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The final row of tiles uses tiles of 1mm x 1mm and then a thin paper ‘lead strip’ can be added along the ridge of the roof.

One of the Petite Properties pictures on their website uses a bottle to give a sense of scale, and so I attach similar.

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I didn’t know we actually had a decent bottle of champagne in the house, but when I have tiled the other half of the roof, and painted several hundred stones, I’m sure I’ll deserve to drink this one!
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#6 TrainsOnArran

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Posted 08 November 2018 - 20:08

Still no baseboard, but it has arrived on Arran on the last ferry today and will be delivered tomorrow.

Work is just about complete on Washtub Cottage - some stones on one of the end walls still to be painted, downpipes to be added, and foliage added round the porch to hide the joins in the stone work.

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The Ford Model T is also nearing completion. This car is needed so that the ICM Female Mechanics have something to work on!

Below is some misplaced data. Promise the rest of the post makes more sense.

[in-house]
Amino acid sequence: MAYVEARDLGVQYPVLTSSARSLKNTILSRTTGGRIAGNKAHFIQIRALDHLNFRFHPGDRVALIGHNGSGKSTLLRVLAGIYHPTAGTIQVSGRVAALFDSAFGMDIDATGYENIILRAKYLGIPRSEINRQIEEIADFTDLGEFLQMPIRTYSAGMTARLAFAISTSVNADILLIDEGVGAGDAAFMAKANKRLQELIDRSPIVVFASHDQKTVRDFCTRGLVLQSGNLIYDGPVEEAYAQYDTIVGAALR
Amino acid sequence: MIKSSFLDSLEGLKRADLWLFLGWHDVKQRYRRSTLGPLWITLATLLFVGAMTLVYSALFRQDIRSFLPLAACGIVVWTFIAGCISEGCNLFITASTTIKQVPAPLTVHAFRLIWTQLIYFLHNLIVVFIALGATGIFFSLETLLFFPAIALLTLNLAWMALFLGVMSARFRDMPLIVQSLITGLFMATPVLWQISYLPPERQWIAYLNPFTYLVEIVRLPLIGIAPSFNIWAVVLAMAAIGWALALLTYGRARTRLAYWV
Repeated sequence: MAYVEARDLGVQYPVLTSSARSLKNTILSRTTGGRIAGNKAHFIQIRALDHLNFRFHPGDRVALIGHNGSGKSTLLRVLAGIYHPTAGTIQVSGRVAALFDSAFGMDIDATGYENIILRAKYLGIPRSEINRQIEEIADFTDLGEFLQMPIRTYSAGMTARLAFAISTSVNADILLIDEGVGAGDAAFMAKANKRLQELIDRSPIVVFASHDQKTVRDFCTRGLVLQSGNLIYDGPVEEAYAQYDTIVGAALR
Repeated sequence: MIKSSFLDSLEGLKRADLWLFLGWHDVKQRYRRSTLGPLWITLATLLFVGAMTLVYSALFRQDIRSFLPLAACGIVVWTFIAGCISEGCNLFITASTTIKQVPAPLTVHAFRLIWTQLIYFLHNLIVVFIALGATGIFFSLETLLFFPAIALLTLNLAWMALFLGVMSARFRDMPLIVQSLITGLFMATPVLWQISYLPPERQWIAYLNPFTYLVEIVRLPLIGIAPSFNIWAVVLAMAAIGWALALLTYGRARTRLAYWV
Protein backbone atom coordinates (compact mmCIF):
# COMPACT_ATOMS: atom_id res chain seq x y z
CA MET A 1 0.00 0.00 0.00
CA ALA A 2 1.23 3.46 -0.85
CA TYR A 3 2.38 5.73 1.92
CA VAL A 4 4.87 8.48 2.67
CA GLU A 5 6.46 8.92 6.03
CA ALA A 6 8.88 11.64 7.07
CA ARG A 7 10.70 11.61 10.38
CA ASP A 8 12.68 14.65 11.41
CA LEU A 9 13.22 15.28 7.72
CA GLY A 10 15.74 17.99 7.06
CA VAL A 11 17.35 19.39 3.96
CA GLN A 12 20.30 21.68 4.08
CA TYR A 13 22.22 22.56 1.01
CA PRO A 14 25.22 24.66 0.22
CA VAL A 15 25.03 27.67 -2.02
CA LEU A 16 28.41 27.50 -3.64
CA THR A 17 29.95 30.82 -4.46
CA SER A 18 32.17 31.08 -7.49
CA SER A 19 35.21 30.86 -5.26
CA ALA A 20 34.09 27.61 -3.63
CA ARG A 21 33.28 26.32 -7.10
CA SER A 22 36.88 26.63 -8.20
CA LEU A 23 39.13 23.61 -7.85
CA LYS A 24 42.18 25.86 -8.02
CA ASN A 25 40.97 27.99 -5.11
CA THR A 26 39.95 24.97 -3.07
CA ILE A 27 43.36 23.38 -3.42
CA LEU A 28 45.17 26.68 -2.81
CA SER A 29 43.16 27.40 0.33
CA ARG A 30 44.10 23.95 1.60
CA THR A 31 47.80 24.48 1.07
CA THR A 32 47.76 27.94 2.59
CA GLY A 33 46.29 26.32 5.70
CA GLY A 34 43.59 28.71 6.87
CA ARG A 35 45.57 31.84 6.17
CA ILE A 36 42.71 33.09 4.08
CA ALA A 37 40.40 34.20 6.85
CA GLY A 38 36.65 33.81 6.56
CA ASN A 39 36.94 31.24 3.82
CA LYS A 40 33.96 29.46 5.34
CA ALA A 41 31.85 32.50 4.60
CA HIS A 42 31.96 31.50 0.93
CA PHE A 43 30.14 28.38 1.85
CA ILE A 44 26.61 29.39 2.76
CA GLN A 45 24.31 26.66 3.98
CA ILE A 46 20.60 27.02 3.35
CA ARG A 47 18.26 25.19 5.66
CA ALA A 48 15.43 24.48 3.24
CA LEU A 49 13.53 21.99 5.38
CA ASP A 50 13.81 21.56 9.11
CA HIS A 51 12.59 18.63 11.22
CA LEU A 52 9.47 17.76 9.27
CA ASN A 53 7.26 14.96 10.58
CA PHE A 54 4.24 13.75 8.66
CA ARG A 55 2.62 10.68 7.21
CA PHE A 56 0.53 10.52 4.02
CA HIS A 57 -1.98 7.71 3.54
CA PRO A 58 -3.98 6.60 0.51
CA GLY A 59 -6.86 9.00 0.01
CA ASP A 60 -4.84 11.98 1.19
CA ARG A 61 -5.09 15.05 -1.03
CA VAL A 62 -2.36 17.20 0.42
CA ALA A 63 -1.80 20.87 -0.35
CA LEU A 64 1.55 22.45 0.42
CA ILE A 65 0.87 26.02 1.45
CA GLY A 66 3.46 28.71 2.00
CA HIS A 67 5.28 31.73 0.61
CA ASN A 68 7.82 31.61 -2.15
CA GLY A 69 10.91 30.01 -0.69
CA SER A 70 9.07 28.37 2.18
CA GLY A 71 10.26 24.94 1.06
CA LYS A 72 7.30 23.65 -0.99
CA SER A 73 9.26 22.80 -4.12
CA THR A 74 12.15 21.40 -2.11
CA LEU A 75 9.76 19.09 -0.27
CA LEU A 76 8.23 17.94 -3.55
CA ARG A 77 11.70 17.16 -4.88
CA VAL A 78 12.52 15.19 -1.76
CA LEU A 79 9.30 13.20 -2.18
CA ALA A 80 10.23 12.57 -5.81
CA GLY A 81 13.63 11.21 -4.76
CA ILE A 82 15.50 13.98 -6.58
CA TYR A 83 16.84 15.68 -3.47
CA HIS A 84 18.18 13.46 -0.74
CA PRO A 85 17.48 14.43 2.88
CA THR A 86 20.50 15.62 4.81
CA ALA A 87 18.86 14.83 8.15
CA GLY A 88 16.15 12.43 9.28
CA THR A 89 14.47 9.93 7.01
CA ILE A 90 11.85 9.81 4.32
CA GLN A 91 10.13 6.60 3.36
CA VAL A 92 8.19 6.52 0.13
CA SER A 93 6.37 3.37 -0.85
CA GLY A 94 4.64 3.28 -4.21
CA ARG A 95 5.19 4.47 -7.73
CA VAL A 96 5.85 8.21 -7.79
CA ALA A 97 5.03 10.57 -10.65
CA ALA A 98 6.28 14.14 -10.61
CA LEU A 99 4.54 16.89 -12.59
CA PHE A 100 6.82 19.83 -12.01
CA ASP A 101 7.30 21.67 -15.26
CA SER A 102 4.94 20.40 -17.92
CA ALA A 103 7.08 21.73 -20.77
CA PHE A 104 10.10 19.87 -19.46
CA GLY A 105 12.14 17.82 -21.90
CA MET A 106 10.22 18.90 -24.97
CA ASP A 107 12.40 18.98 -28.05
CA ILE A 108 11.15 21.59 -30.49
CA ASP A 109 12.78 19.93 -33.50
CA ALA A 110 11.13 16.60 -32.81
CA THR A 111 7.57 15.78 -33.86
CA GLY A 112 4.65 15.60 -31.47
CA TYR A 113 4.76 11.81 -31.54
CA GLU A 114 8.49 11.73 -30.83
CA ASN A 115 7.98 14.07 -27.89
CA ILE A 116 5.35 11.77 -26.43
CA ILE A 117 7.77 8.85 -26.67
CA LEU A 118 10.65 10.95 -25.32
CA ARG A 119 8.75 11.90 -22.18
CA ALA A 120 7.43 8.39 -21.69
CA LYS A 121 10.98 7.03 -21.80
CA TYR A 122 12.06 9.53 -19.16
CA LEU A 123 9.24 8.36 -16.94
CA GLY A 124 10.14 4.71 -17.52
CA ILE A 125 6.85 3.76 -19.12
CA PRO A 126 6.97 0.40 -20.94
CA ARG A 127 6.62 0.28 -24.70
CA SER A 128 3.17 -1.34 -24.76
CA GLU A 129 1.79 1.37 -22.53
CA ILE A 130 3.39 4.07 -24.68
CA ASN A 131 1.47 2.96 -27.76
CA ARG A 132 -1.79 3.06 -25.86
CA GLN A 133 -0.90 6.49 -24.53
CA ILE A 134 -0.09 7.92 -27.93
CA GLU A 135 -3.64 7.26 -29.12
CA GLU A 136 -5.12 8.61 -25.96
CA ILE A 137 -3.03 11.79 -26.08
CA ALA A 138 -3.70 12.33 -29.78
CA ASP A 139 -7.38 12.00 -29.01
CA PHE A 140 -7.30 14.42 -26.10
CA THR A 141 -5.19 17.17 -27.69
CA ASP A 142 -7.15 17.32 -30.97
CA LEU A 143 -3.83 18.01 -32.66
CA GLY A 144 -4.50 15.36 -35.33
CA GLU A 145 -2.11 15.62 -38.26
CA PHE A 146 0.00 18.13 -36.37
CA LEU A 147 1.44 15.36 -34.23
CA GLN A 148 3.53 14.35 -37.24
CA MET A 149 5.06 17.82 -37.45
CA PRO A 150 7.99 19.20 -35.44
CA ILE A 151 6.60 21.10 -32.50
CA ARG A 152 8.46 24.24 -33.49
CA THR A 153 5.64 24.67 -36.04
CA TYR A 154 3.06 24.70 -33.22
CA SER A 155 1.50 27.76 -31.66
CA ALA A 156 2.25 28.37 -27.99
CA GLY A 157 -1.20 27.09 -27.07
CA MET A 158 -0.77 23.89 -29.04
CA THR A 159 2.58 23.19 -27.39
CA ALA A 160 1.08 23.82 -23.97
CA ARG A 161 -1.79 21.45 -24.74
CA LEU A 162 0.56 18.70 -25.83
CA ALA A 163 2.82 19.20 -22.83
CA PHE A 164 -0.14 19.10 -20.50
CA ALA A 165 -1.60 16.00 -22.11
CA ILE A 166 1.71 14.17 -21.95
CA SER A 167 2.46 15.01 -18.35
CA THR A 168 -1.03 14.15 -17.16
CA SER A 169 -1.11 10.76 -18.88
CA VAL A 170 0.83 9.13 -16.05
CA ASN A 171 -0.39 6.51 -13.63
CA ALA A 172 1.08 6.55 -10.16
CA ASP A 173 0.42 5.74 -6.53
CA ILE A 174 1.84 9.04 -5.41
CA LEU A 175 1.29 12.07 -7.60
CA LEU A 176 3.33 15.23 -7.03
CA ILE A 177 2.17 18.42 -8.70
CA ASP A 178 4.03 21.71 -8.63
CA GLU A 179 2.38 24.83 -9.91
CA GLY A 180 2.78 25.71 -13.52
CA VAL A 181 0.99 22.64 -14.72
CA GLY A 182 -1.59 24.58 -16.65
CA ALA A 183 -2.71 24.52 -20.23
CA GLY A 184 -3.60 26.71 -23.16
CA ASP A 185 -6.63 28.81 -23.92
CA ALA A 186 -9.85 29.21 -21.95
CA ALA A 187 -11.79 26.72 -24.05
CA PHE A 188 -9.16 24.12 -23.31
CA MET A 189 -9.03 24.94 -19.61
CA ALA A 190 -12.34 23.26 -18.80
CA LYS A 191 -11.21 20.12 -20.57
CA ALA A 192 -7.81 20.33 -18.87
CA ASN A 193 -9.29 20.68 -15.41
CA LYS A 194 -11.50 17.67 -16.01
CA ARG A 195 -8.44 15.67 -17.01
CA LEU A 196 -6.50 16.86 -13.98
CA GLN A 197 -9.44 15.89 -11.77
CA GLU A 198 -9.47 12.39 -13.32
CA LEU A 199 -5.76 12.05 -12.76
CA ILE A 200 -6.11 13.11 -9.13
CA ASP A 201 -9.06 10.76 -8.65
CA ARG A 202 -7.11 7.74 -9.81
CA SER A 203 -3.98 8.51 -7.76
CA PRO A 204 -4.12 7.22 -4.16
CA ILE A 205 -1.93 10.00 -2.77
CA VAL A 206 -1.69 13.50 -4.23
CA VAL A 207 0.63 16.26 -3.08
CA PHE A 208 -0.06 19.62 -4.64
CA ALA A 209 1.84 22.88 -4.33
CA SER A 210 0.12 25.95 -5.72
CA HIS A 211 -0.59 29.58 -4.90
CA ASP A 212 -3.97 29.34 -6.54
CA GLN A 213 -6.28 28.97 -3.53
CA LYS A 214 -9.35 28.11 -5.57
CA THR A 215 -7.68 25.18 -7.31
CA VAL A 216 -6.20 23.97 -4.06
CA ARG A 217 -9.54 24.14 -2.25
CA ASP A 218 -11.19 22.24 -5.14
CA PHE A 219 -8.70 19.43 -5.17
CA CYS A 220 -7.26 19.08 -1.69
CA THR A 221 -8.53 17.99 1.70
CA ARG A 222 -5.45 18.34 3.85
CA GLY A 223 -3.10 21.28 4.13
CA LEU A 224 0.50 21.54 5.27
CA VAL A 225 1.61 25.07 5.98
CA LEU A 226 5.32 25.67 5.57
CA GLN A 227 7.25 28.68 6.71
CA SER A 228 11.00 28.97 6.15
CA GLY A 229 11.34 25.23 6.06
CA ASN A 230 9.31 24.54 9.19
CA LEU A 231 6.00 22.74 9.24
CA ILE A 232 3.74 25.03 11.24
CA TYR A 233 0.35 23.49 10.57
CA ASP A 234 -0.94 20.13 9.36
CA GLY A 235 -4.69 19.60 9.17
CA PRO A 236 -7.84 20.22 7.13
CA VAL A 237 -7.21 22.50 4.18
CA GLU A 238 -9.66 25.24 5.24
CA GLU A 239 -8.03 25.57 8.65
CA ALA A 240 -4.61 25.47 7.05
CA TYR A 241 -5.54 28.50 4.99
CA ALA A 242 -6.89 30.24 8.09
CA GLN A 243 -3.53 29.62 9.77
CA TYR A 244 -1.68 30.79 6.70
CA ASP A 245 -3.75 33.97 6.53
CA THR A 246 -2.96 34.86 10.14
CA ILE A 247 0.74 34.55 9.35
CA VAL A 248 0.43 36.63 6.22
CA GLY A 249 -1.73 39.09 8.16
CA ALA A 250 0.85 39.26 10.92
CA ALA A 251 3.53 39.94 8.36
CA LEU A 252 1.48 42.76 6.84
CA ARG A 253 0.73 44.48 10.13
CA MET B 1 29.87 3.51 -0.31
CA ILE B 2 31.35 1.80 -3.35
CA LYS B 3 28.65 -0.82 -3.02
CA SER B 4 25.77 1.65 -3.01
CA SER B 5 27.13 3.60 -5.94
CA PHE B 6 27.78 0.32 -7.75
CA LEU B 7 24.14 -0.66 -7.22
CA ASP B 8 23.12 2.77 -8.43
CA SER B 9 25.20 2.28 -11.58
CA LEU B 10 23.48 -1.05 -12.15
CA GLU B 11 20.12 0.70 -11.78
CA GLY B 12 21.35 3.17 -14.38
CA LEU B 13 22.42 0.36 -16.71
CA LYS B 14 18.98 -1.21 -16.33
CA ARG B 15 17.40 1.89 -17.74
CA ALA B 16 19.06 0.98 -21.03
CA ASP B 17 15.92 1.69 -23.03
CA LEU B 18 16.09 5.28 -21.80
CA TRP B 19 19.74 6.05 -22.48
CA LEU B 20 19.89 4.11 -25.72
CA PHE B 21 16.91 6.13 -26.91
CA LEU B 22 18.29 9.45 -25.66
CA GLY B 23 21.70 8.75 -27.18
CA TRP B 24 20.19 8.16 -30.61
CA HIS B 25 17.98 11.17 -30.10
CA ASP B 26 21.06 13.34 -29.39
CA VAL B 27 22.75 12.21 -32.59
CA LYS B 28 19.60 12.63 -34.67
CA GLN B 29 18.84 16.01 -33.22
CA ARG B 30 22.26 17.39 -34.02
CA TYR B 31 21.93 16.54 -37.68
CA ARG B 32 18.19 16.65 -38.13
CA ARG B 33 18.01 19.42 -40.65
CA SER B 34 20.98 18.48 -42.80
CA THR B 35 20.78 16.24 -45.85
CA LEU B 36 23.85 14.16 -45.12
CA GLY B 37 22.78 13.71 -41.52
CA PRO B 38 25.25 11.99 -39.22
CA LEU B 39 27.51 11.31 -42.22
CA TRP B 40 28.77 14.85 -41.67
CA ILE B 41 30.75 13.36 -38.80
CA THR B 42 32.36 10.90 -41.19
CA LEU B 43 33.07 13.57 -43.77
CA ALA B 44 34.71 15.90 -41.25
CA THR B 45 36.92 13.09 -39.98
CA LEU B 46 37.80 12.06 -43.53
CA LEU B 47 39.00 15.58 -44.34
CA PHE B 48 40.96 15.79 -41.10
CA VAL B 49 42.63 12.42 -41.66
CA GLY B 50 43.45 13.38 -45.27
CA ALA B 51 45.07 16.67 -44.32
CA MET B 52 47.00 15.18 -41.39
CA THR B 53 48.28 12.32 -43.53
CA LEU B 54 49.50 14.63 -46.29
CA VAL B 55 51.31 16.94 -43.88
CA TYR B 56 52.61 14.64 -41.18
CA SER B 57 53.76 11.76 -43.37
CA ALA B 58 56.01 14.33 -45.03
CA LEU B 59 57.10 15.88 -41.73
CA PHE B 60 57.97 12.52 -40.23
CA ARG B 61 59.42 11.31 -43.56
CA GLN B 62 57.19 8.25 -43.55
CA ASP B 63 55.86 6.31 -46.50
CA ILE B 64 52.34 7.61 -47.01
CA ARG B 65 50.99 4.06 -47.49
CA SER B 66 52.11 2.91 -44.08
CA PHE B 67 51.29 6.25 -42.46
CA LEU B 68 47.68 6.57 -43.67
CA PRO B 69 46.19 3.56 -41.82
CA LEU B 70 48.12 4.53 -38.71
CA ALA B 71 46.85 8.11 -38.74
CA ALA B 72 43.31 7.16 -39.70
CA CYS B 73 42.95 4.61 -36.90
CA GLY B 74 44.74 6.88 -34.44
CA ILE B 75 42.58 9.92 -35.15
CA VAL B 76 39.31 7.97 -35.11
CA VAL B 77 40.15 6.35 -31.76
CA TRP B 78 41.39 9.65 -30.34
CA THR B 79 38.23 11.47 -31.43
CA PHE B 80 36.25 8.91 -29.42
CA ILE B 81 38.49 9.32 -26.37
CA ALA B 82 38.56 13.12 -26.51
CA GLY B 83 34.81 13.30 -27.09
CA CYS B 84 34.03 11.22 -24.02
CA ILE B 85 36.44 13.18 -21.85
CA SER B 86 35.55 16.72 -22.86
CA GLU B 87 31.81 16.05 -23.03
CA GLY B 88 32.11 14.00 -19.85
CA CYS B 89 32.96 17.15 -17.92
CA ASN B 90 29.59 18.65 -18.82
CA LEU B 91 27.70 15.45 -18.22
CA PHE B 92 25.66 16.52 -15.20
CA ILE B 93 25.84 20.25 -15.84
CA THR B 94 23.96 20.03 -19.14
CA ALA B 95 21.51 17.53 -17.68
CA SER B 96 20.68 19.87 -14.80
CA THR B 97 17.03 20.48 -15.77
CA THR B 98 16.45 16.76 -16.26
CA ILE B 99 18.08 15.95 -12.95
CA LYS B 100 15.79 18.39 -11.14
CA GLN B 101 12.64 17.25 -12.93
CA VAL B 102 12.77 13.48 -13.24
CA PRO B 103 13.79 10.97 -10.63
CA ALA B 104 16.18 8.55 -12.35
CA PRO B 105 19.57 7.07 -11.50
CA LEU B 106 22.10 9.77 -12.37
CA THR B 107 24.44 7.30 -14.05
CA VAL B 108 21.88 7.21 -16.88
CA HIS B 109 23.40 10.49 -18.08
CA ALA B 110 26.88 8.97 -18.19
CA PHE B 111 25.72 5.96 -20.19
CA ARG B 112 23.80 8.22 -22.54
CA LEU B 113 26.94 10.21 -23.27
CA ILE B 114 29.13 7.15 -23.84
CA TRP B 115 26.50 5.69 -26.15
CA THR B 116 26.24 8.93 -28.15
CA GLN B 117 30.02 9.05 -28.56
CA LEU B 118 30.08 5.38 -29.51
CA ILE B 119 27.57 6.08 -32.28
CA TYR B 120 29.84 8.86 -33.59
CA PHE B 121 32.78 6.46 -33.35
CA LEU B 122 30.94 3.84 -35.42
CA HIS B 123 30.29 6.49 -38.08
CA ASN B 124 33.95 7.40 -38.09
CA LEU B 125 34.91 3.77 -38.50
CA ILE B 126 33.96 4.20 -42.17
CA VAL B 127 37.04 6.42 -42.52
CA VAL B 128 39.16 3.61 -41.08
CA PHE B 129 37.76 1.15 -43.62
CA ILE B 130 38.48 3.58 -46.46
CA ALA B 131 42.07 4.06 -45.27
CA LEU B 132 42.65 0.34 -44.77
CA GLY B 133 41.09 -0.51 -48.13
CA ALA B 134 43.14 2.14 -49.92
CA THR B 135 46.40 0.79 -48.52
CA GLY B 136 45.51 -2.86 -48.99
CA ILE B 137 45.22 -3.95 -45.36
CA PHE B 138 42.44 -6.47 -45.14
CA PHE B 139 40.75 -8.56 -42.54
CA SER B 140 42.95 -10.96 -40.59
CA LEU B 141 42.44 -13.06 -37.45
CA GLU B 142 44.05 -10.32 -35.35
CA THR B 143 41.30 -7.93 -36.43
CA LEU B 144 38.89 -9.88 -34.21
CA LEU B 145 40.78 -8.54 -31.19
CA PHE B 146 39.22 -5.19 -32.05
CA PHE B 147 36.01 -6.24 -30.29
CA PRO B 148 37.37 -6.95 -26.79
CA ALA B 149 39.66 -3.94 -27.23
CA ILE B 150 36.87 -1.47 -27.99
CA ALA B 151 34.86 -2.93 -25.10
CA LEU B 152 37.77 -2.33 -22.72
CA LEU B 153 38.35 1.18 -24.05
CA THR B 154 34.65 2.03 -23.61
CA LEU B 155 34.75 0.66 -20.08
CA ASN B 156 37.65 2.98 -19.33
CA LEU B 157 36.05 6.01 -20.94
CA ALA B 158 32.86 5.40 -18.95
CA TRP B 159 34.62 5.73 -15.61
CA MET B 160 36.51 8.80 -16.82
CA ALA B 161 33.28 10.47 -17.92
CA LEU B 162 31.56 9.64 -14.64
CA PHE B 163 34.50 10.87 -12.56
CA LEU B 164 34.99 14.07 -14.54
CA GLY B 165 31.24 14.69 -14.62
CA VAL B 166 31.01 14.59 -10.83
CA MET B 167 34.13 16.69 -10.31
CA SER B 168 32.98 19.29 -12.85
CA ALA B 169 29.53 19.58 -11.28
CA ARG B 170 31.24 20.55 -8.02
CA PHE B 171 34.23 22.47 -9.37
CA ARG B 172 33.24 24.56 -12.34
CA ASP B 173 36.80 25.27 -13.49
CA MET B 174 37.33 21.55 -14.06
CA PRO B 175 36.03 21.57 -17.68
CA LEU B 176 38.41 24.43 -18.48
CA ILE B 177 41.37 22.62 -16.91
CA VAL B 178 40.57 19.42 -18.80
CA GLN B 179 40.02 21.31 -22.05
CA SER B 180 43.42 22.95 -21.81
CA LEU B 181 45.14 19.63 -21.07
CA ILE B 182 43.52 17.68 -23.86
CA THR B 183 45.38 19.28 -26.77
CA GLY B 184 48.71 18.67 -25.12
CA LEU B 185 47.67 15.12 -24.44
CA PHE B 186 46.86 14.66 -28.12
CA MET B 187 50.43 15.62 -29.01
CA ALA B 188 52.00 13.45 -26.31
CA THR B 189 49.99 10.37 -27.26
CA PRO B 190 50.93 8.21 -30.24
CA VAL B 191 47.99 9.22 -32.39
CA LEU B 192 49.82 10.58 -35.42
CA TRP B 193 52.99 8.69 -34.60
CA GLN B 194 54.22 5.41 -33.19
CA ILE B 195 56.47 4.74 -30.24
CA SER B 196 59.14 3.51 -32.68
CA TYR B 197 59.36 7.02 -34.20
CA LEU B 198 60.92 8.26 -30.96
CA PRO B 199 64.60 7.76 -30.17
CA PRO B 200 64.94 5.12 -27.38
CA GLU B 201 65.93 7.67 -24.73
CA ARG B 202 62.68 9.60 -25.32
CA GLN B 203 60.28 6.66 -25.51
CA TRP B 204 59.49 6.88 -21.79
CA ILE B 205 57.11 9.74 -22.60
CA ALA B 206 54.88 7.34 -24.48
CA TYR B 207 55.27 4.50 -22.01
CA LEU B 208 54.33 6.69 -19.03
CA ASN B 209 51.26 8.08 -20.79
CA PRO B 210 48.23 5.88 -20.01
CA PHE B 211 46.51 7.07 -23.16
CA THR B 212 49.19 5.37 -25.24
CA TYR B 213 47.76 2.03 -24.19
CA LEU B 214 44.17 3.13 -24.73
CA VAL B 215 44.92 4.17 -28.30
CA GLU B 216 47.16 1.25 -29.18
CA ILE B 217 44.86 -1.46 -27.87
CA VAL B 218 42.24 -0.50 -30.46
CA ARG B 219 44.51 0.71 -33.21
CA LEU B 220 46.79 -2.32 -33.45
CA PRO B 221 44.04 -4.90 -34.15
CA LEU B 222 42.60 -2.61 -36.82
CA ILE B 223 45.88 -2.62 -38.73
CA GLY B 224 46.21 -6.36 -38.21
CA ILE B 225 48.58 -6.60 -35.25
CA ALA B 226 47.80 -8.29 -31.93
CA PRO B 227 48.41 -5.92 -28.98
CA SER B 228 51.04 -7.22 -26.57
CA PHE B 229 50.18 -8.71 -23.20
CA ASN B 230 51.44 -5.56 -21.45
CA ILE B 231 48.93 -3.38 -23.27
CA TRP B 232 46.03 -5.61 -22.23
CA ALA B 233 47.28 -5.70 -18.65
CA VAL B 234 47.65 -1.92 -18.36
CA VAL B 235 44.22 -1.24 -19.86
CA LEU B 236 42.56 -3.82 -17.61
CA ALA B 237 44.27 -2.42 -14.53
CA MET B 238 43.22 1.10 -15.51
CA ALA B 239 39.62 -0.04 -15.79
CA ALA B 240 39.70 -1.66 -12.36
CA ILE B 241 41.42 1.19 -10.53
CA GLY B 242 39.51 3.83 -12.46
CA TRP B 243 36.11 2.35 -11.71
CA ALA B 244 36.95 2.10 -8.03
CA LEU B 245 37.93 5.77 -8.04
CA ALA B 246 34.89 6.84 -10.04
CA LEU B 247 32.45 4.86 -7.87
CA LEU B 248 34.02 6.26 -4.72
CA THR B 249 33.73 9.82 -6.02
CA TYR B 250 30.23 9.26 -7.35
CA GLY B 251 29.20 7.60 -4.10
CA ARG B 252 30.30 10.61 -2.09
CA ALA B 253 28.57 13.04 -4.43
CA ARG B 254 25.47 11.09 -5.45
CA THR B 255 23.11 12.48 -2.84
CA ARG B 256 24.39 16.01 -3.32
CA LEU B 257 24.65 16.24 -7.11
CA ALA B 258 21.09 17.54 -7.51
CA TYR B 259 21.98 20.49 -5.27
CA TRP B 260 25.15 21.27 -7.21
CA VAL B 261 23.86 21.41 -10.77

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The Duke of Kensington and his PA, “Long-legged Linda” Loveland are still trying to let out the unfurnished property. They might do better if they give the cottage a more upmarket name!

I hope to post some pictures tomorrow of the baseboard with the track plan laid on it and the buildings in position.
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#7 TrainsOnArran

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Posted 09 November 2018 - 19:53

Still no baseboard - the parcel that arrived today was package 2 of 2 and contained the baseboard legs! As the local delivery company haven’t rung me to pay the carriage for package 1 of 2, I assume it has not arrived at the local depot today. That probably means Tuesday at the earliest before it could arrive!

The locomotive nameplates, numbers and works plates arrived yesterday and have been fitted. I’m glad this is large scale modelling; I should not have fancied fitting plates on anything smaller! The detail is incredible. YMIR was built at Duffield Park Works in 1899. It says so on the works plates, if you use a magnifier. Thank you, Narrow Planet.

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All the stones on the walls of the cottage (Paul’s dolls’ house, as it is known) have been painted. Down pipes and brackets have been added, and a large amount of greenery has grown since yesterday.